Released in Bombay on Friday, December 24, at the Swastik Cinema, Ashok Kumar Productions' second picture, "Samaj," produced by him and directed by Vasant Joglekar, is a memorable film, powerful in its indictment of social inequities and yet scrammed to the brim with just the things that make a film fine entertainment.
Based on a story by Sailajananda Mukherjee, with a theme solidly moored to life itself, "Samaj" stars Ashok Kumar, Usha Kiran, Shashikala and Anoop Kumar, with Nazir Hussain topping a distinguished supporting cast in which Dhumal and S N Banerjee (who also wrote the screenplay) make brief but arresting appearances as guest artistes.
"Samaj" is a turbulent story of two children apart by chance and accident, and reared in different homes. With this as the basis, there is unfolded a tale which portrays how life in the raw makes of one of the waifs a neighbourhood tough who becomes known as Dada. But in spite of his rough exterior and fearsome reputation, he is the living embodiment of virtue who dares to defy the cruel conventions of society.
His sister, on the other hand, is brought up by a poor but loving foster-parent who lavishes on her all his affection. By a queer quirk of fate they are thrown together, but until the climax of the story in which the long-parted father and children are re-united, misunderstandings cleared, lovers paired and the loose ends of the plot tied up, they remain in ignorance of their relationship, thus adding to the suspense and drama of the film.
Though many of the incidents in the story are coincidental and highly contrived, and in places a trifle confusing, the general treatment, design and direction display the same social intent and atmosphere of the Company's earlier picture, "Parineeta," and overshadow these minor flaws.
The resulting photoplay is a powerful social document which, in spite of its serious import, is filled with entertainment cleverly introduced and presented with good taste. In fact, meticulous craftsmanship is visible in every minute detail of the film and every department from script to screen.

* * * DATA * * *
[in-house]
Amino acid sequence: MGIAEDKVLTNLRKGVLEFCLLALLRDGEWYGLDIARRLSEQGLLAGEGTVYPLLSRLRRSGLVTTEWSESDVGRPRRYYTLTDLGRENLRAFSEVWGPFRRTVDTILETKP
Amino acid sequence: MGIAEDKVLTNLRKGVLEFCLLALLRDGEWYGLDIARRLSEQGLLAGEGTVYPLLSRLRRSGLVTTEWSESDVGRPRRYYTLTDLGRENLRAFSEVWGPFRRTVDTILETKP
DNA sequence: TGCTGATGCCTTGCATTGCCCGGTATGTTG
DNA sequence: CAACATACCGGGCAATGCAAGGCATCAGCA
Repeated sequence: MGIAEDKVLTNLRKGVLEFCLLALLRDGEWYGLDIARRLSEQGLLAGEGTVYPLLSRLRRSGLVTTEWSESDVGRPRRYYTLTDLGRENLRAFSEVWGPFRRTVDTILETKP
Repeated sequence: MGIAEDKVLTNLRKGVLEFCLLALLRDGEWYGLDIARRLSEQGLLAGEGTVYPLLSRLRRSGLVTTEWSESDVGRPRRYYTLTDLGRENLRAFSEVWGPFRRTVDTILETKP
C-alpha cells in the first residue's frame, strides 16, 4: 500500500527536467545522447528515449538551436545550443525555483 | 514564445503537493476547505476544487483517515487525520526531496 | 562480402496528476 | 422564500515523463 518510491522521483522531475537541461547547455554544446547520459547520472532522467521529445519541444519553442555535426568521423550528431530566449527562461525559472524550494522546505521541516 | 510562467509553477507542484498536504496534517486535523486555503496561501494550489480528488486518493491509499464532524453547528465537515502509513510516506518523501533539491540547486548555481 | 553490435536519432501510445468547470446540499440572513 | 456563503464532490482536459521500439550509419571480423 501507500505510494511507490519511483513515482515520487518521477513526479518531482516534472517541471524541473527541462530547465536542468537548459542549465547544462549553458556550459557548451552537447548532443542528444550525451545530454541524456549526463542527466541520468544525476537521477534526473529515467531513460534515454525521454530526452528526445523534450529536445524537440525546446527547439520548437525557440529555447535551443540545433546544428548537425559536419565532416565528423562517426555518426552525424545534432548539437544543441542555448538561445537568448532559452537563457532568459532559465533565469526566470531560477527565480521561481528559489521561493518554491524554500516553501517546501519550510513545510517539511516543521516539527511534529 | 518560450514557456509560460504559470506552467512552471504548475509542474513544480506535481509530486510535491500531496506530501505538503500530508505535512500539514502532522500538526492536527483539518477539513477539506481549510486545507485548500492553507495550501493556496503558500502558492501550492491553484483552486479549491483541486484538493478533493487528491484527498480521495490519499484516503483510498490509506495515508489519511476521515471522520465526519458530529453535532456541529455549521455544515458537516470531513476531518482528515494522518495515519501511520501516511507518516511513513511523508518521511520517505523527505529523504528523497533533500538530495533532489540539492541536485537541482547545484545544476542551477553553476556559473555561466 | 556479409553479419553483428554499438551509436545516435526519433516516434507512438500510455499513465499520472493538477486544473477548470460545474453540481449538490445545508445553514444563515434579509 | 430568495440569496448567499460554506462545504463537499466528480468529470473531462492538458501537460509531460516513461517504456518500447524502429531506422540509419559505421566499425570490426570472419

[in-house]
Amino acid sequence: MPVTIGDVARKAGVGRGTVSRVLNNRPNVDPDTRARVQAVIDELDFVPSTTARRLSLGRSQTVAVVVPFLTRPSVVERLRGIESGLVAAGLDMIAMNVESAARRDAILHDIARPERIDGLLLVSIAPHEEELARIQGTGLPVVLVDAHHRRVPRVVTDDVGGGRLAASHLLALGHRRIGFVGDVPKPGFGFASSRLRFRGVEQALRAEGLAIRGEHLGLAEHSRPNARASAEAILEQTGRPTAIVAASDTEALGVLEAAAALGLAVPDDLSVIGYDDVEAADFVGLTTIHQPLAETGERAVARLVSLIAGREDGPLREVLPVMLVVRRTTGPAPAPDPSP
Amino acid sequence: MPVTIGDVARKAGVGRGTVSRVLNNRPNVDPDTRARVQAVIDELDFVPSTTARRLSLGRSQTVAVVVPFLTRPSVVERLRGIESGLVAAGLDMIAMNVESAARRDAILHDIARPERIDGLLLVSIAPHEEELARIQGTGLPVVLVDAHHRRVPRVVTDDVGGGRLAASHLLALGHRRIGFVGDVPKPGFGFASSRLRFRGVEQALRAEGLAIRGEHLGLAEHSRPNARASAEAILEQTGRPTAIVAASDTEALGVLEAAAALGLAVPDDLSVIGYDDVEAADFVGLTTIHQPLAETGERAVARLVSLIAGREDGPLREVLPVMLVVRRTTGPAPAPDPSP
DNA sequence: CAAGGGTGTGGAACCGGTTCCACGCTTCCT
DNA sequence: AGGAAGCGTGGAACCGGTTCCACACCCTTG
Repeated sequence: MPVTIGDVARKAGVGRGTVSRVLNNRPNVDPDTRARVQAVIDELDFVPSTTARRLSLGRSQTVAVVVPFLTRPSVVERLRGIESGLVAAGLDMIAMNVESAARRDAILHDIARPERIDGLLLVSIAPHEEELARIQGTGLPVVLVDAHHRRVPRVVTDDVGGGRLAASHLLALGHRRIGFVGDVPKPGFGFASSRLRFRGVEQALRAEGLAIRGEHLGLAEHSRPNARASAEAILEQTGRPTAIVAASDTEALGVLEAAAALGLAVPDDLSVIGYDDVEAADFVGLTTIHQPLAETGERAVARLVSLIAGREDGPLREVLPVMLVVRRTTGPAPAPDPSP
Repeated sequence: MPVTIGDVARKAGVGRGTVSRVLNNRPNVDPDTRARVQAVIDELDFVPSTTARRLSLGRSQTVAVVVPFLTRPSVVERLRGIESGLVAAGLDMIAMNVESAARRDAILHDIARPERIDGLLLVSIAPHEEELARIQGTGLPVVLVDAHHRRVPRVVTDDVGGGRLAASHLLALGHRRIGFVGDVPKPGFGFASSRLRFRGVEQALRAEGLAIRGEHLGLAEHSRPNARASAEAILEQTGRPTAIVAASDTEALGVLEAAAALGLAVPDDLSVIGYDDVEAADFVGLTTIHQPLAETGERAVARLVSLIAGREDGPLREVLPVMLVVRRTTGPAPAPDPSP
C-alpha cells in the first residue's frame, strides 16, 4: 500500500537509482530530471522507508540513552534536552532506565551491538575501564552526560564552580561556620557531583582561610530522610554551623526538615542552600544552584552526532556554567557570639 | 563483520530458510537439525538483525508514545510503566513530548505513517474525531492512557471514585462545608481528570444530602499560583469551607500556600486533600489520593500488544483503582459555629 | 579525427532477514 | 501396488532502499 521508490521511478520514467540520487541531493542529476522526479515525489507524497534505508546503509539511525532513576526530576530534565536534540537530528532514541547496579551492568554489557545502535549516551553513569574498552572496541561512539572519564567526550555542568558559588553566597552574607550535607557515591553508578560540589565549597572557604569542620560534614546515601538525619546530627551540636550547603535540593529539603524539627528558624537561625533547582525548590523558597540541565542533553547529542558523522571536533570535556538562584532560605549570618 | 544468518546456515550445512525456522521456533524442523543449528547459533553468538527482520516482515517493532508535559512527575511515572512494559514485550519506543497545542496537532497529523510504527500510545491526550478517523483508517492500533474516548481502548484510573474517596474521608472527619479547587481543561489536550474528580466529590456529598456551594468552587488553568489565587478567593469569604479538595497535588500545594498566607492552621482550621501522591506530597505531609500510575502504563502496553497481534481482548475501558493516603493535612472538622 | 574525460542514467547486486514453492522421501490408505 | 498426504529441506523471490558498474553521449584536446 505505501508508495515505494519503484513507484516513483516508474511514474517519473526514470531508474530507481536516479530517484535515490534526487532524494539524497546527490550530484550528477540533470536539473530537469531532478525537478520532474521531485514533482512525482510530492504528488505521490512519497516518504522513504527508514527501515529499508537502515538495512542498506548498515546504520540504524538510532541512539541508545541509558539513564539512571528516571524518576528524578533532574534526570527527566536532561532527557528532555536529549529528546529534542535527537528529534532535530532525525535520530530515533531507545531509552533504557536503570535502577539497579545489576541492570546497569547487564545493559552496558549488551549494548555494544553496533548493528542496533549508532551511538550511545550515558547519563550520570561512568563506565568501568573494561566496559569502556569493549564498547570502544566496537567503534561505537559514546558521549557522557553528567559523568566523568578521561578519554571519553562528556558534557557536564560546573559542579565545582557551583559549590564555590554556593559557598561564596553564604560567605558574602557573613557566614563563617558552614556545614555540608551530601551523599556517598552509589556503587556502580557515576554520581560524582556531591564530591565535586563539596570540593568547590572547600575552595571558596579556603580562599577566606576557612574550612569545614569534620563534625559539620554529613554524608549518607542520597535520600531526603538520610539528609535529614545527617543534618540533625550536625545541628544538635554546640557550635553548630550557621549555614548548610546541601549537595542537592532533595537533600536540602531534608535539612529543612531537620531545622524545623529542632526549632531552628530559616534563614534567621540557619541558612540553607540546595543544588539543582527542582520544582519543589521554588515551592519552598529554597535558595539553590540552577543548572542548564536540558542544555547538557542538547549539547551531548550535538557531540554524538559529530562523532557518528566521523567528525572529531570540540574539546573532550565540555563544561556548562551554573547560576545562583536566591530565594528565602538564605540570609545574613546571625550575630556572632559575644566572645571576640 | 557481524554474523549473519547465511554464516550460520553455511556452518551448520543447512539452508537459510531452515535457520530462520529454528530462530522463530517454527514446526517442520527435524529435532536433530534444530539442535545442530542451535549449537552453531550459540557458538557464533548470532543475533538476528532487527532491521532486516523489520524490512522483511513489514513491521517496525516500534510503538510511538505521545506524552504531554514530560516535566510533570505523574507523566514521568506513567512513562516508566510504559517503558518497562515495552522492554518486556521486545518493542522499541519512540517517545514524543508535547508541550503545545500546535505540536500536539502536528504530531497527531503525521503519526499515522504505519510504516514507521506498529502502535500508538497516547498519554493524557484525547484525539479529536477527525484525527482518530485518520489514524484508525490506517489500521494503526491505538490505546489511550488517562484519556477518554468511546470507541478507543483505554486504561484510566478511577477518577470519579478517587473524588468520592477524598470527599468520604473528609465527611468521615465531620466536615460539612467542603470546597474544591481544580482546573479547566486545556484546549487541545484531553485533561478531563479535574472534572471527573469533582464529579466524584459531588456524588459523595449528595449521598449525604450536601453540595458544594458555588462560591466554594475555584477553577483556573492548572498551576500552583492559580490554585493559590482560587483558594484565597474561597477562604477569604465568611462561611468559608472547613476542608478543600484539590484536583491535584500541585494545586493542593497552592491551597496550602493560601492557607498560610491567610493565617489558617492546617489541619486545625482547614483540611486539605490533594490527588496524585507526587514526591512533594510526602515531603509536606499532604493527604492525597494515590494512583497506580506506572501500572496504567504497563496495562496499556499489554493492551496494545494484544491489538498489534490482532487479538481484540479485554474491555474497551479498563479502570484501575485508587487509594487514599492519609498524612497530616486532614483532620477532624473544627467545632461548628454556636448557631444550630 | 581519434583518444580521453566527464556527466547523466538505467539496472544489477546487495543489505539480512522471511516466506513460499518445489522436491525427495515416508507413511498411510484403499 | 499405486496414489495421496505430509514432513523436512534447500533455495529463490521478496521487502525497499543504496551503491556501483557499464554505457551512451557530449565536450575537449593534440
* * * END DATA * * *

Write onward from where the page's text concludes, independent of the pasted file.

Another notable feature of it is the fact that the message is put over without any attempt to sermonize. Driving its purpose with illustration rather than precept, with action more than words, the film at no place loses track of audience increase. Love and romance, songs and dances, humour and pathos, intrigue and melodrama-in short, everything that adds appeal-are presented and used with a lively appreciation of their worth which never forgets to keep treatment within the bounds of reality.
Another notable feature of it is the fact that the message is put over without any attempt to sermonize.
Almost all the performers have identified themselves with the cleverly-defined characters they portray, with Ashok Kumar distinguishing himself as an impeccable artist.
Ashok has a meaty role in this picture and he does not halt or fumble even in sequences which fall far outside the field in which he has already made a mark.
As Dada the hoodlum-saint up against the dictates of an orthodox "samaj," he lives the role and makes it one of his finest portrayals to date. The role itself has been written with care and a rare understanding of human nature and life as it is to be found in the city's slums which throw up such characters.
Tossed as much by Fate, Usha Kiran as Dada's long-lost young sister has a well-written role and puts over a performance of consummate artistry and flawless expression which brings fresh laurels to this much-honoured artist.
as the boisterous girl of the slums who loves Dada and finally marries him, and Amirbanoo, the veteran trouper, as her crippled but dauntless mother make these characters really come alive on the screen. Shashikala's scenes with Ashok Kumar
, in which the dialogue-writer proves his mettle, keep the house roaring.
Anoop Kumar is adequate as a wealthy playboy in love with the star-crossed waif. Nazir Hussain
, Leela Misra
, Sumati Gupte
, newcomers Jamal
and Heera Sawant
, and the juveniles are others who distinguish themselves in the excellent supporting cast.
While all these players do justice to the roles allotted to them, the one exception is Agha
who is generally a dependable artist. As Rukmini Seth, the right-fisted father of a spendthrift son, his efforts to make people laugh fail miserably, and he hams and clowns to make the character he set out to portray an insipid caricature.
Coming to the music score of "Samaj", it is good in parts. The lyrics are well written and the rendering is superb, but the background music is mediocre.
Skillfully photographed, the film excels in appropriate sets, decor and costumes.
This article was published in Filmfare magazine’s 7 January, 1955 edition as a part of 'Filmfare Reviews' of the film "Samaj" (1954).